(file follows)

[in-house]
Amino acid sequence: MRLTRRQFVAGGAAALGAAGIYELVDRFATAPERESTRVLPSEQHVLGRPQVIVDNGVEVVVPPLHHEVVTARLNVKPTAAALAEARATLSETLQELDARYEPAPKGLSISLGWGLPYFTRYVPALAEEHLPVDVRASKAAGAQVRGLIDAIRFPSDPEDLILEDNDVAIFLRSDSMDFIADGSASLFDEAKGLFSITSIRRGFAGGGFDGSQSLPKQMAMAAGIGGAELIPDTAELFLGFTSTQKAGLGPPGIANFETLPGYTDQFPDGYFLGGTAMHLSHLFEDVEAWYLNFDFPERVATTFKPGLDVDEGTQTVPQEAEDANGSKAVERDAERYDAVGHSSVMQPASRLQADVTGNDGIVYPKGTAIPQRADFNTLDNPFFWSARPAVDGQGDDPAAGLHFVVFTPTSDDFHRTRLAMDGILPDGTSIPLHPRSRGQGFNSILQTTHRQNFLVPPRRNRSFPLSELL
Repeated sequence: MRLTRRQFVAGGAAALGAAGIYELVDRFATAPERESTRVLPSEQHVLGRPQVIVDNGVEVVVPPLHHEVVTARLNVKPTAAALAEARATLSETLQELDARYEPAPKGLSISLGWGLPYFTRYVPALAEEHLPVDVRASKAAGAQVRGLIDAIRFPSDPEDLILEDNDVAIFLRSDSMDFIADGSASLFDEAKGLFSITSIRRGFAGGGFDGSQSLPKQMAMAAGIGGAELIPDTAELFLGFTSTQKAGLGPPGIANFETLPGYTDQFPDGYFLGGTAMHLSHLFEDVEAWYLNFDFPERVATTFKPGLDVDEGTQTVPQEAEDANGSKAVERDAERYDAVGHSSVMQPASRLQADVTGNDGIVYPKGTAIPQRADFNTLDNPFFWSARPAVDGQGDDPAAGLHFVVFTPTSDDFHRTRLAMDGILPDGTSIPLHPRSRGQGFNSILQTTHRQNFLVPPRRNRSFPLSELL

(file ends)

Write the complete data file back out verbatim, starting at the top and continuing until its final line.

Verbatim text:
[in-house]
Amino acid sequence: MRLTRRQFVAGGAAALGAAGIYELVDRFATAPERESTRVLPSEQHVLGRPQVIVDNGVEVVVPPLHHEVVTARLNVKPTAAALAEARATLSETLQELDARYEPAPKGLSISLGWGLPYFTRYVPALAEEHLPVDVRASKAAGAQVRGLIDAIRFPSDPEDLILEDNDVAIFLRSDSMDFIADGSASLFDEAKGLFSITSIRRGFAGGGFDGSQSLPKQMAMAAGIGGAELIPDTAELFLGFTSTQKAGLGPPGIANFETLPGYTDQFPDGYFLGGTAMHLSHLFEDVEAWYLNFDFPERVATTFKPGLDVDEGTQTVPQEAEDANGSKAVERDAERYDAVGHSSVMQPASRLQADVTGNDGIVYPKGTAIPQRADFNTLDNPFFWSARPAVDGQGDDPAAGLHFVVFTPTSDDFHRTRLAMDGILPDGTSIPLHPRSRGQGFNSILQTTHRQNFLVPPRRNRSFPLSELL
Repeated sequence: MRLTRRQFVAGGAAALGAAGIYELVDRFATAPERESTRVLPSEQHVLGRPQVIVDNGVEVVVPPLHHEVVTARLNVKPTAAALAEARATLSETLQELDARYEPAPKGLSISLGWGLPYFTRYVPALAEEHLPVDVRASKAAGAQVRGLIDAIRFPSDPEDLILEDNDVAIFLRSDSMDFIADGSASLFDEAKGLFSITSIRRGFAGGGFDGSQSLPKQMAMAAGIGGAELIPDTAELFLGFTSTQKAGLGPPGIANFETLPGYTDQFPDGYFLGGTAMHLSHLFEDVEAWYLNFDFPERVATTFKPGLDVDEGTQTVPQEAEDANGSKAVERDAERYDAVGHSSVMQPASRLQADVTGNDGIVYPKGTAIPQRADFNTLDNPFFWSARPAVDGQGDDPAAGLHFVVFTPTSDDFHRTRLAMDGILPDGTSIPLHPRSRGQGFNSILQTTHRQNFLVPPRRNRSFPLSELL